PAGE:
Is a Durable Power Of Attorney the same as a Revocable Trust?

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Is a Durable Power Of Attorney the same as a Revocable Trust?

Asked on January 23, 2016 under Estate Planning, Wisconsin

Answers:

SJZ, Member, New York Bar / FreeAdvice Contributing Attorney

Answered 5 years ago | Contributor

They are totally different:
A revocable trust takes certain defined assets and puts them into a trust--a legal entity--whose investment, use, pay-out, etc. of those assets is defined by rules set up in the trust instrument, and which is controlled by one or more trustees you appoint. Because it is revocable, you can revoke, or cancel, it and take back the assets, but until/unless you do that, you can think of it as putting some of your assets into a small "company"--a separate legal entity--set up for some purpose and with managers (the trustees) you selected.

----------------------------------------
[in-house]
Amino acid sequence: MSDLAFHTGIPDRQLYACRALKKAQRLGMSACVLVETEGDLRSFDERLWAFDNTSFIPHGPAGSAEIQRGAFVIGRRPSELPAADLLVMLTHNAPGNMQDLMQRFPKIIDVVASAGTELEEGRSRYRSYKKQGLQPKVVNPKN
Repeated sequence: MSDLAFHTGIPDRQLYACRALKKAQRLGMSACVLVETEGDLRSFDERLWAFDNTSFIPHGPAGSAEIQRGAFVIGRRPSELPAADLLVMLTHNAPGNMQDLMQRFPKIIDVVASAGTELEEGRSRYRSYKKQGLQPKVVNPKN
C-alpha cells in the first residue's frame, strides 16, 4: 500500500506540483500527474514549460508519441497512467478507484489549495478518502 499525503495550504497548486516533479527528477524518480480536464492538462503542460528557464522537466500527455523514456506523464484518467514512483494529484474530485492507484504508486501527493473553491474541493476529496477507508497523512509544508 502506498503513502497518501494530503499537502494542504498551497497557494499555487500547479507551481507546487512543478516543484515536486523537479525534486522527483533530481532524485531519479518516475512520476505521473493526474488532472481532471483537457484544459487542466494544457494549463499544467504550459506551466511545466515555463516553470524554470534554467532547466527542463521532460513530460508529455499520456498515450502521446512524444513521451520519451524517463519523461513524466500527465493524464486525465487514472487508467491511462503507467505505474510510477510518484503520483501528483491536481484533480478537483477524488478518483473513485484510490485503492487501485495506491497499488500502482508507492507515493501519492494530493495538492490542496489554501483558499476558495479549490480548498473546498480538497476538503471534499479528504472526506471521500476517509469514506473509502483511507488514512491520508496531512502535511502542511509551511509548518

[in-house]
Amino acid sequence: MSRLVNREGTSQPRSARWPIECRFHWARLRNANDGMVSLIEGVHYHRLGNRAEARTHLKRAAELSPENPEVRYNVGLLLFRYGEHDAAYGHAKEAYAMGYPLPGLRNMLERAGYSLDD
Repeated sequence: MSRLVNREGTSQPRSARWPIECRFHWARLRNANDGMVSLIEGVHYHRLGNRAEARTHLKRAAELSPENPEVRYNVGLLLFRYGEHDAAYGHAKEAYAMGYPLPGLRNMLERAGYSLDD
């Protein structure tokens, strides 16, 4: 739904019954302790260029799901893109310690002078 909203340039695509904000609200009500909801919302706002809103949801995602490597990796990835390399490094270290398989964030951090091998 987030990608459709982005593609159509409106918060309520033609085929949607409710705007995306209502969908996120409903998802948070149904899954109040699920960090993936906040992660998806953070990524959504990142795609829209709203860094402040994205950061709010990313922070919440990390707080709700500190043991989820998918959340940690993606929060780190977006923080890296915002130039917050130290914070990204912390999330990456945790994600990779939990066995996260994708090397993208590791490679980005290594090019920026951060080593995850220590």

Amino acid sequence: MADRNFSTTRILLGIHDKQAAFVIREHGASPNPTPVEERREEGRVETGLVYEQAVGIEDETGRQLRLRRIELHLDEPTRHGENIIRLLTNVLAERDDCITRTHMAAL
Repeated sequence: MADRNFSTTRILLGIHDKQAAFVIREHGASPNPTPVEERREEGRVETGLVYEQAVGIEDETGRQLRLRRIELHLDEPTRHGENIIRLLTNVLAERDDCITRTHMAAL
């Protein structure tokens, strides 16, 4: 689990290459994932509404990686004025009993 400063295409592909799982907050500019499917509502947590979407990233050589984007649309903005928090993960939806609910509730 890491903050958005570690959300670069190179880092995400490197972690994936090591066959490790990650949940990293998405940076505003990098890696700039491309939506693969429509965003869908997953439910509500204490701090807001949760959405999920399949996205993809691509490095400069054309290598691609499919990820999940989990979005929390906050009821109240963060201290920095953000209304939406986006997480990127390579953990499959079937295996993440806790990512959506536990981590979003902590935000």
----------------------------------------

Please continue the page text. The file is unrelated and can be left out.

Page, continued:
A power of attorney gives the designated "attorney in fact" the authority to do things for you and with your money & property as if that person was in fact you: they can pay your bills or rent or mortgage or taxes, file a lawsuit for you or defend against a lawsuit against you, make repairs to your house, manage your property, etc. Because it is durable, it lasts until the earlier of your cancelling it or you passing away. (It doesn't simply expire.) Bascially, you create a "double" of yourself for business or legal purposes, who can act as if he/she were you.


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